Monday, January 5, 2015

The Alfa Factory

We bought our Alfa motorhome in 2003 soon after I retired. Alfa had been in business several years selling fifth wheel trailers, but 2002 was their first motorhome model. When we started talking and thinking about retirement, we began looking at RVs. We wanted to sell our house and do some traveling, because we did not do much traveling during our working years. We flew to Vegas for a few days each year for several years and that was about it.

We were leaning toward buying a Safari Cheetah motorhome, until I saw the Alfa at Lone Star RV on I-45 north of Houston. The d├ęcor in the Cheetah and Alfa looked similar. The main difference was that the Cheetah had a gasoline engine and the Alfa was diesel. Since my vision was climbing mountains in Montana, the Alfa sounded like a better fit for us. It also had all the options included in the base price, plus a five-year warranty.

Since the Alfa was so new, many RV repair shops did not work on Alfas, so we had a trip to the factory included in our 2004 travel plans. We had several small items that needed repair, including a windshield replacement.

We said goodbye to our son, AJ in San Francisco on July 11, 2004 and stopped overnight at the Viking RV Park in Kingsburg, California on the way to the factory in Chino. We got to Chino on July 12th and checked in at the Alfa factory. It took us a while to get someone’s attention, but we finally found a service writer. Without asking what needed repair or why we were there he produced a service ticket proposal for $1,800. I helped Kathi up off the floor and gave him my complete attention. We negotiated the price to zero and we insisted on doing the work we wanted and not what his computer said we needed. The kicker was, if we left the RV for service, they kept it in a locked area and we were not allowed to stay in it while they made the repairs. Kathi was not happy, so obviously I could not be happy either. We reluctantly turned over our keys and went in search of a hotel or motel to stay for a few days.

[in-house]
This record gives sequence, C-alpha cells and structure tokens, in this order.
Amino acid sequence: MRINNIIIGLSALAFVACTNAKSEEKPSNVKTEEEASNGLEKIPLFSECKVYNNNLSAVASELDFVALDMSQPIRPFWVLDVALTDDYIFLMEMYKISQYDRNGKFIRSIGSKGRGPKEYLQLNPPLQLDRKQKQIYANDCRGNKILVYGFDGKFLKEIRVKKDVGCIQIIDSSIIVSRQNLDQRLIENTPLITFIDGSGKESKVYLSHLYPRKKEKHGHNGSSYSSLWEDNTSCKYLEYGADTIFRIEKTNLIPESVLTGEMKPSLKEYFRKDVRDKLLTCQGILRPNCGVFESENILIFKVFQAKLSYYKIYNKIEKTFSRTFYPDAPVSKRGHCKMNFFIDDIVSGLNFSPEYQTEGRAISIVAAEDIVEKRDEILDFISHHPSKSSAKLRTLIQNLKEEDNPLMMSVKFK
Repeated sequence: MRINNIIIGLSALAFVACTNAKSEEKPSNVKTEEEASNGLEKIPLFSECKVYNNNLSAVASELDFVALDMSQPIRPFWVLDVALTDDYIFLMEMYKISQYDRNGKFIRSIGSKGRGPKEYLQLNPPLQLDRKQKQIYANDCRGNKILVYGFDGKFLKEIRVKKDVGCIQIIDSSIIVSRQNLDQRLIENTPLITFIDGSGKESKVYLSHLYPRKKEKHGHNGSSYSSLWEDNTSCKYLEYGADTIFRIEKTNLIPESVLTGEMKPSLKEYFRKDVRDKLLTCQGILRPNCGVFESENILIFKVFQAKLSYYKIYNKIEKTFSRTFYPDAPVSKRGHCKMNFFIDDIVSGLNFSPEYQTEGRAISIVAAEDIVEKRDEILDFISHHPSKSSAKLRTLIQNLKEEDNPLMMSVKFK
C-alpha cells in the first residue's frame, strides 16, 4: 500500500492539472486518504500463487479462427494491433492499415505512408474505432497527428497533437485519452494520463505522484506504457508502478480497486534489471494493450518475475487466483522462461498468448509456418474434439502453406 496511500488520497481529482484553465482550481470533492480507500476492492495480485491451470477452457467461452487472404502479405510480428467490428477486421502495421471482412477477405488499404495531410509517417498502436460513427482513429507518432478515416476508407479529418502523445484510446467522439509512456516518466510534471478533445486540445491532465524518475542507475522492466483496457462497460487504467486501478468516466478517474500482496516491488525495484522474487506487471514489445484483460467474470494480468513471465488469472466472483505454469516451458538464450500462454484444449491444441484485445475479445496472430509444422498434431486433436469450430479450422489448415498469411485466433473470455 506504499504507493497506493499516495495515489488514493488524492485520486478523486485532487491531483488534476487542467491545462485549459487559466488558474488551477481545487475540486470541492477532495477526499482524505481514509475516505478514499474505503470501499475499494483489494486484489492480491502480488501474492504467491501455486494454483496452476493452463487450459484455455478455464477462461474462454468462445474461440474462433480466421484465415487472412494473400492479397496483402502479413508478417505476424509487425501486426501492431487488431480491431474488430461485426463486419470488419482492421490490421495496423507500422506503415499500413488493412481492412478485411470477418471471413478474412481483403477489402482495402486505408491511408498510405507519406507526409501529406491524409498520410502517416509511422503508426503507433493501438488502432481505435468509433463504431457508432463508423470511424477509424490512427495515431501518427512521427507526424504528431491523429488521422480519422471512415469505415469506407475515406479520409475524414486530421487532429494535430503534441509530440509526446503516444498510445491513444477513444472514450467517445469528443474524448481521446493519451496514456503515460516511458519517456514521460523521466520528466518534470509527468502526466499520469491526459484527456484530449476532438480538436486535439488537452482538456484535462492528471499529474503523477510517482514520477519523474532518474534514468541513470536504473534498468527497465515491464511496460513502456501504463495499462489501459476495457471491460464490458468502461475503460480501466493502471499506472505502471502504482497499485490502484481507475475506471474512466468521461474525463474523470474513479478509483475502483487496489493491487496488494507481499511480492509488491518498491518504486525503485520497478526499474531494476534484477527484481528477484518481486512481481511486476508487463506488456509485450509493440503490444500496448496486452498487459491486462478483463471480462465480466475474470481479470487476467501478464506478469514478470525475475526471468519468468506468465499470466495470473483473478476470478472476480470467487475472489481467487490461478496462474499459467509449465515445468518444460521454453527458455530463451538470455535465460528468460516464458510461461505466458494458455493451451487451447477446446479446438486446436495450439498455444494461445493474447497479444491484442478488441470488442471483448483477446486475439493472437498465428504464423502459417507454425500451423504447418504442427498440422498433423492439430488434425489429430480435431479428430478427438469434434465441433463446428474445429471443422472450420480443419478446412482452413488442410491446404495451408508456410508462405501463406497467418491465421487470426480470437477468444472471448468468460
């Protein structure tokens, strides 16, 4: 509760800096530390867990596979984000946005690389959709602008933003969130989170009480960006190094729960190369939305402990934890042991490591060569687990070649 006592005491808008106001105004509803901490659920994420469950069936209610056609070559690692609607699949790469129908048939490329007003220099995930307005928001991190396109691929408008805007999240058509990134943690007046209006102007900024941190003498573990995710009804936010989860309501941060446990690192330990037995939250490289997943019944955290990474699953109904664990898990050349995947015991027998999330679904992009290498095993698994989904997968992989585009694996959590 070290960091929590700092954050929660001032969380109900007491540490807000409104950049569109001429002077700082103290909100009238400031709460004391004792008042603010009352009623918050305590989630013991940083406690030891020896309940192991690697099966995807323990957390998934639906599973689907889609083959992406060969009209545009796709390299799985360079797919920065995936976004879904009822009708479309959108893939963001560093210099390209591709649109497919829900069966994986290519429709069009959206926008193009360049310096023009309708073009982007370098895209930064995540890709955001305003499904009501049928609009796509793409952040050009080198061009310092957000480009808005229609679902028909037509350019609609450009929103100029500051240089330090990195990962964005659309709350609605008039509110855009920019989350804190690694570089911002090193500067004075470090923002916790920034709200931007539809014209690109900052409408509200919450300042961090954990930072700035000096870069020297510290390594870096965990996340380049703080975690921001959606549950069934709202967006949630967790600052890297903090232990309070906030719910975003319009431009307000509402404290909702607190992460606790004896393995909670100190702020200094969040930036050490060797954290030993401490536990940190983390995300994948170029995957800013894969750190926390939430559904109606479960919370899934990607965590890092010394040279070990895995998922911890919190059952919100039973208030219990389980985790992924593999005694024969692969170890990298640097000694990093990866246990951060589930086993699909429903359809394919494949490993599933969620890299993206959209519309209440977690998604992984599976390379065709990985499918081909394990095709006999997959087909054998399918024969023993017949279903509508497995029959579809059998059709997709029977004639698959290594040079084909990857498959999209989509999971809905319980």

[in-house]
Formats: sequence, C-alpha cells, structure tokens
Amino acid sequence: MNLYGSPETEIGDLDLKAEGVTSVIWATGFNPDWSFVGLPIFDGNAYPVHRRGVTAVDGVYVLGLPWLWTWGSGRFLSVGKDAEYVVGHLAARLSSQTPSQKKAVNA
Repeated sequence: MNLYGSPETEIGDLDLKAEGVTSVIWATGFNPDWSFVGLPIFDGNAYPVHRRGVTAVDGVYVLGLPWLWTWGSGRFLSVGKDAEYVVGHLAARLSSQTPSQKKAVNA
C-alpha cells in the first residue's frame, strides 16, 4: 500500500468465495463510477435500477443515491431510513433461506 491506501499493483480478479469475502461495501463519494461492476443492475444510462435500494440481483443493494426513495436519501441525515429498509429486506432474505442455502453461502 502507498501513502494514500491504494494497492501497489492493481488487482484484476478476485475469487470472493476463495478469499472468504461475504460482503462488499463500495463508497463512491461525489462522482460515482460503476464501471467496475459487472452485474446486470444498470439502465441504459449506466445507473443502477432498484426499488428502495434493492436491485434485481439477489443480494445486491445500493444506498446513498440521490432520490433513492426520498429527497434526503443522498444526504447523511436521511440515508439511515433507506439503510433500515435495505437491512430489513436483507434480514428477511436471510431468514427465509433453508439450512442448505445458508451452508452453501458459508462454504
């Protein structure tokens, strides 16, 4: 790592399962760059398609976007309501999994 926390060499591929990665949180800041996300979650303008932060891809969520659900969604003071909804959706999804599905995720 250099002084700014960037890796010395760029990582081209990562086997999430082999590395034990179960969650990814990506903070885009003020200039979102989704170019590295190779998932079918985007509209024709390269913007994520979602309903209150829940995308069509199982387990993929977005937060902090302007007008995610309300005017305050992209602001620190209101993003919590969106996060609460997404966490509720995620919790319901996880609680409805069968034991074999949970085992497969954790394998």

We drove by the factory every day to see the progress on our motorhome. It did not move from the locked in area for four days. I am serious, no mechanic looked at it to find out what parts to order and no one seemed to care that we were spending big bucks for California living in accommodations we hated. Kathi was mad as a hornet before the third day and I was fuming quietly on the inside. Yeah, sure, quietly.

They kept our RV for ten days and actually worked on it less than four hours. We were ecstatic when they finally called and told us our RV was ready to pick up. The same service writer we saw when we came in for service presented us a bill for $1,800 and started reading down the list of work they had done. Everything that was on the original estimate was still there and the maintenance that was actually done was added at the end of the list. I had already talked to the mechanic supervisor to find out how repairs were made, so I knew what they had actually done. I could not talk directly to the mechanic, because none of their mechanics spoke English. The supervisor did all the troubleshooting and told his crew what and how to affect repairs. We got the money figures removed for the bill, but the service writer would not remove the other items. He just wrote a note saying recommended service was refused by the customer. For future reference, we marked factory repairs off our list.

Alfa RVs have a problem with sidewalls where the paint blisters and chips, leaving pock marks. Alfa lost the court battle over who was responsible for the sidewall issues, so they declared bankruptcy in April 2008. They closed their sales and service facilities and created a new company called Alfateers who sold Alfa parts to RV owners and repair shops.

This is the sad part of the story. My next post will discuss what we did for ten days while our Alfa was held for ransom. 

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